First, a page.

cause if oldies are not your thing.

What advice would you give budding developers into taking the plunge
into game design?

Love your audience. If there’s a Youtube video about your game with 0
views and 0 comments, go there and say thank you, just like you would if
the video was viral and had 100000 views. If there’s a question or a
critique, reply, respectfully. Talk to people. Listen to their opinions.

If you still have time to play video games, what are some of your
favourite ones to play?

Well, most of the time I just play Atom RPG over and over again, for
bugfixing and just because I can’t get enough of it, but I spare like
40-50 hours a month on other games.

When on PC, I enjoy playing roguelikes: rogue, liberal crime squad,
Dwarf Fortress, Slay the Spire which is a masterpiece and I hope
everyone in the world buys it at one time. I play Fallout 1 from time to
time, and dive for a run in Wasteland 1, I play Dark Sun a few nights a
month, and I just fallen in love with D.W. Bradley’s Wizards and
Warriors. Sometimes I play Dark Heart of Uukrul Wizardry 6-7 and Ultima
4. They don’t make them like they used to! I’m also looking to replay
Deadly Premonition, Killer is Dead and Killer7 sometime soon. SWERY and
Goichi Suda are my idols since I was a teen. Way back when I bought a
Wii just to play No More Heroes, a true masterwork.

I also have consoles, where I play From Software’s and ATLUS games
almost exclusively. Must’ve beaten Dark Souls 1 2 and 3 and Bloodborne
20 times each, and I still love everything about them, especially the
Greatswords. Sekiro I had no time to play yet. I wanna finish everything
before it one more time before starting. Shin Megami Tensei also has a
weird charm for me, ever since the SNES release. They are weird and
magical. Persona is awesome too, especially 2 and 4 for me.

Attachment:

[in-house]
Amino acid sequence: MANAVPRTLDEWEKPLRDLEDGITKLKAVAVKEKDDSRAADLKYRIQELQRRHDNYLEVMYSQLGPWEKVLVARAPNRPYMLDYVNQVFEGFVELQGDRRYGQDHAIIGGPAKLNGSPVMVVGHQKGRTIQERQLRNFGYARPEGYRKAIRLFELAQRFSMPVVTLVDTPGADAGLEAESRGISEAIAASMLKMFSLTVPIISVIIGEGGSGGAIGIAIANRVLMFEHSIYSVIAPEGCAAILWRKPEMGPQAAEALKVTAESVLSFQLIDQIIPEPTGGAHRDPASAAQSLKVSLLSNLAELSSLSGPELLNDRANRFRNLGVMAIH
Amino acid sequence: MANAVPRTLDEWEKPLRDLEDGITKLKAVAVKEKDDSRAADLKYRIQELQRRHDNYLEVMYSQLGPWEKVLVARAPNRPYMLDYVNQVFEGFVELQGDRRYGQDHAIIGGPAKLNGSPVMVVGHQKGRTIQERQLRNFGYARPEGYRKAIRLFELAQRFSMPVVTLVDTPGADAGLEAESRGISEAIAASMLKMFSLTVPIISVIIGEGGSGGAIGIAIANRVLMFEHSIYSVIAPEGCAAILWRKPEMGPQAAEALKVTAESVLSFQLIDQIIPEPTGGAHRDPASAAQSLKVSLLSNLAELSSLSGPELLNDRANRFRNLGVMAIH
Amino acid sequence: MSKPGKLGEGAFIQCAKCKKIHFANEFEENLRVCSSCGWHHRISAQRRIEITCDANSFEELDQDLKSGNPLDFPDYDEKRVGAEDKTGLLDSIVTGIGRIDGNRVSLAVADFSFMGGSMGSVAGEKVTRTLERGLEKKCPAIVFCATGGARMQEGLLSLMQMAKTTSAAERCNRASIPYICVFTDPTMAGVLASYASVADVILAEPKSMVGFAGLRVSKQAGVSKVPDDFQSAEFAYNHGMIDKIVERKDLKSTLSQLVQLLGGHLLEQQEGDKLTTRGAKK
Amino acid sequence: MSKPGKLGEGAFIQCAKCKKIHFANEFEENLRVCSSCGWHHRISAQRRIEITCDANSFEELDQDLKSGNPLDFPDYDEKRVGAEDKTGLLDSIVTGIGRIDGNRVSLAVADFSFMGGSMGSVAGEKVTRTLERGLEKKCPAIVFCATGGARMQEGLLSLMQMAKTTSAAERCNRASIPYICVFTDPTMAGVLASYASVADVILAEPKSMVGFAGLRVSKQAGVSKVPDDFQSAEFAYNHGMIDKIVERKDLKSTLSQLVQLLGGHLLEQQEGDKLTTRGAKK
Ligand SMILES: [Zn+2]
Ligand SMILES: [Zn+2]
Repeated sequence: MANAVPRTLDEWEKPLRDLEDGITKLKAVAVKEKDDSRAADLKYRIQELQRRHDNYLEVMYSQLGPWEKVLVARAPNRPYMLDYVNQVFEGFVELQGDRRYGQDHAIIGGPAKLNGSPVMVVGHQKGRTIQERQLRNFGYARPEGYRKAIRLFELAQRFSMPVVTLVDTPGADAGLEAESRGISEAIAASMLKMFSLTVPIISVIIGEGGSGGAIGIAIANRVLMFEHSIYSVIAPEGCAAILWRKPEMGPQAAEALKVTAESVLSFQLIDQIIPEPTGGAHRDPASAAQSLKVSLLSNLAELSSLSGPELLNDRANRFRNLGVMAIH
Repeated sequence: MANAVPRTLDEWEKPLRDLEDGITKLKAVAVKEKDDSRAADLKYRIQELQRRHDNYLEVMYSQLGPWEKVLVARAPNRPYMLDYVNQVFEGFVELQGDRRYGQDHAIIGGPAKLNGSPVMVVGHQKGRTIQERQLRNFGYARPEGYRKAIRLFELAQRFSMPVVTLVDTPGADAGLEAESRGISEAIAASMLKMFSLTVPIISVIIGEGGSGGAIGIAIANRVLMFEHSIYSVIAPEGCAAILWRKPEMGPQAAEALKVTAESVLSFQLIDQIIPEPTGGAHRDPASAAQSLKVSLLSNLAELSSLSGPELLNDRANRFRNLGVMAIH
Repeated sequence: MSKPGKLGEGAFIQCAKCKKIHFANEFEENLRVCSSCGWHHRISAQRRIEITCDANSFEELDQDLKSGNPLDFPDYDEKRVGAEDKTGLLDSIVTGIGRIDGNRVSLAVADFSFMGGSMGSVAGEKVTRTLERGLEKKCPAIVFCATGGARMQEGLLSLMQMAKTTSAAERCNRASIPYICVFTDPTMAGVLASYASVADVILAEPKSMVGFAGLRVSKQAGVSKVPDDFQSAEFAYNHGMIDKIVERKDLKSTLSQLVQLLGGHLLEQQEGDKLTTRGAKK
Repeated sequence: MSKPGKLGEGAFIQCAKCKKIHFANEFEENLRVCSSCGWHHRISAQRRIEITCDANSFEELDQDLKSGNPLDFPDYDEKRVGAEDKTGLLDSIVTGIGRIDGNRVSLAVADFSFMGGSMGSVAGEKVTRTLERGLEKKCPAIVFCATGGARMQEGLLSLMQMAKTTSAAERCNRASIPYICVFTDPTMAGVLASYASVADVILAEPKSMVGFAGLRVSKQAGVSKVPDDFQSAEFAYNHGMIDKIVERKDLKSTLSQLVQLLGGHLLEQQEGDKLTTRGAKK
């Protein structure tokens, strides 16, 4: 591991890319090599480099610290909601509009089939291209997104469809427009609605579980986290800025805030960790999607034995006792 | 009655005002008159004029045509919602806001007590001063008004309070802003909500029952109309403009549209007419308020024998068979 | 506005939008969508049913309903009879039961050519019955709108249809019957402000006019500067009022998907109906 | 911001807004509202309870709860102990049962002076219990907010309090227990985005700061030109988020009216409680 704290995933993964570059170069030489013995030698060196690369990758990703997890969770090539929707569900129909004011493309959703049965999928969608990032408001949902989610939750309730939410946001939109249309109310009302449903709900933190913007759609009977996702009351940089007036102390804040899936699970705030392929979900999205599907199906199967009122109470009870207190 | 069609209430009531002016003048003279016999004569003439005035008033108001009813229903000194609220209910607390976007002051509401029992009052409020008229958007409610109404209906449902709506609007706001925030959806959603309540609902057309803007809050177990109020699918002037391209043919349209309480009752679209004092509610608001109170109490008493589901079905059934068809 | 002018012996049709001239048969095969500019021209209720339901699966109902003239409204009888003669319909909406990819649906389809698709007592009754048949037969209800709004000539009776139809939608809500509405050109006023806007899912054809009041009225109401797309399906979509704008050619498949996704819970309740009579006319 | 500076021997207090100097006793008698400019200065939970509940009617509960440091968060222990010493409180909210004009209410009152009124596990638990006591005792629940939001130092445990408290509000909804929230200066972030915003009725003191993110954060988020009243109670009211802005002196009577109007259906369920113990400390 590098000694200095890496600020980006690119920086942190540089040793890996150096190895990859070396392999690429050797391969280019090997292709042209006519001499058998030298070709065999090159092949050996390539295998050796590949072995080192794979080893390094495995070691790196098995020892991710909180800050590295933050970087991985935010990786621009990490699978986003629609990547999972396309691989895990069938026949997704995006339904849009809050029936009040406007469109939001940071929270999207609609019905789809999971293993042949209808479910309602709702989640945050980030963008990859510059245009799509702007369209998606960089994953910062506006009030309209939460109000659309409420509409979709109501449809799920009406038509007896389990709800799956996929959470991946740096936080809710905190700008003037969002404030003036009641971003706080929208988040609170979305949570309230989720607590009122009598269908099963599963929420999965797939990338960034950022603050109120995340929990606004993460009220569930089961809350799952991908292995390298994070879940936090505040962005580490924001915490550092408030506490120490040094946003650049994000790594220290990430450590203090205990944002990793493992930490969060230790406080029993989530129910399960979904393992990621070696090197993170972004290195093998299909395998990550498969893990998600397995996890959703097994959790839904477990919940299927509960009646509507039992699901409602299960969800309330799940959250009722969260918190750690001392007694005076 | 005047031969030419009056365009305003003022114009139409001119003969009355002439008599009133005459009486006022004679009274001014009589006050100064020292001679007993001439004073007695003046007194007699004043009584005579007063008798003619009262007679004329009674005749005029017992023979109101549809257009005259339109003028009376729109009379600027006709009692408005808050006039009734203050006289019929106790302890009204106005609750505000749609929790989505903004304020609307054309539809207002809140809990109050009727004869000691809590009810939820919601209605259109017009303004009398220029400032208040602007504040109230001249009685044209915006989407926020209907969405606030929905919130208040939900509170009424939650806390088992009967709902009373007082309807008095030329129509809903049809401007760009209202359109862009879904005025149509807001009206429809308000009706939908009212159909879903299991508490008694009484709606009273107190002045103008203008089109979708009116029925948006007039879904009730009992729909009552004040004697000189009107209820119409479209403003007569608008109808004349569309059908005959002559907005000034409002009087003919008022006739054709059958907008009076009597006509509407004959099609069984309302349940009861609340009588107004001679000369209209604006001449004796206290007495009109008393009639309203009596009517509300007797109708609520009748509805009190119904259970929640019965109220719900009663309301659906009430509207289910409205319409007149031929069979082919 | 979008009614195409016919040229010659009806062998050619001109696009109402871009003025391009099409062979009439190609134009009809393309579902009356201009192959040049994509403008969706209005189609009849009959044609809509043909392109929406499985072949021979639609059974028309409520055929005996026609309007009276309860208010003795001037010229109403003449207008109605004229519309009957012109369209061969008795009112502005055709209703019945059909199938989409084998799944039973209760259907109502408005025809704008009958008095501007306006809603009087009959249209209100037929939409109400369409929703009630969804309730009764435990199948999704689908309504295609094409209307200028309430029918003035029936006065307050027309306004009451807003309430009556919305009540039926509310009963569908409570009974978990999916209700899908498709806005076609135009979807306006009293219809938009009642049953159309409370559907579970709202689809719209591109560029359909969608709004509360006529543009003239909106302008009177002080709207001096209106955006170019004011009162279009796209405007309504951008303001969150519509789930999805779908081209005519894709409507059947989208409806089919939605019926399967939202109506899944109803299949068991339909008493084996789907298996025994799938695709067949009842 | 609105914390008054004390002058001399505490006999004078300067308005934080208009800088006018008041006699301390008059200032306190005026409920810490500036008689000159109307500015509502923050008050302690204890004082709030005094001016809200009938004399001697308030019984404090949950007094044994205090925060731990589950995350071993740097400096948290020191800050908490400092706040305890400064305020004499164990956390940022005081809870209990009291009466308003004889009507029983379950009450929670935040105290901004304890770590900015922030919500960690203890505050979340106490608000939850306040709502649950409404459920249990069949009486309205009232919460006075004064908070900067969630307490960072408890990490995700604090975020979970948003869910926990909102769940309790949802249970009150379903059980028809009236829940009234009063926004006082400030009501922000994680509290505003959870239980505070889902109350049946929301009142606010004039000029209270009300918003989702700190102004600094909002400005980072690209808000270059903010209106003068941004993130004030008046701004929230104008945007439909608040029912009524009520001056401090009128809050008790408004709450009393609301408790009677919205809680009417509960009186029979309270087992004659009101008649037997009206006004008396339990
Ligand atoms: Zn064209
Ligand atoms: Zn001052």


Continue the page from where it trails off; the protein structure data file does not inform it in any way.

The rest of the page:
What inspires you to do what you do?

Every time someone says that Atom RPG is what he waited for since
Fallout 2, I feel amazing bliss. I’m doing it for myself, because I love
playing Atom and I’m doing it for all those who wanted a game like this.
Giving back to the community, especially after all it gave us by buying
the game and giving us advice and love, is my number one priority for
two years now and it will never change.

What is the hardest part of your job?

Honestly, I don’t think there is one. Finding that we didn’t kill all
the bugs in the game was pretty annoying, but the guys fixed like 99% of
them. So I really don’t know. Keeping up with deadlines was hard like 2
times out of 10. There’s that.

What was your favourite thing about game development? Is there anything
you find difficult or challenging in dealing with the struggles?

There are three best things. First one, is brainstorming a location or
quest and living through that moment where every idea clicks in place
and we’ve got a new location or quest ready. Second one is finding out
that the players actually liked that new thing. Third one is actually
playing this new moment for myself. I sometimes giggle like crazy when I
re-read my own writing. The most difficult thing was to just ditch
normal jobs and start game making, without any hopes or money, just
because it was time to finally make our dream come true. It took balls
and 3000 packs of ramen noodles and cigarettes. Everything else is more
pleasure than chore, even when it’s crunch time!

Many thanks for the chance Alex! ATOM RPG is a pretty cool game, and anyone who liked stuff like Wasteland, Baldurs Gate and Fallout should give it a go.

2 thoughts on “Game Dev Interview: Atom RPG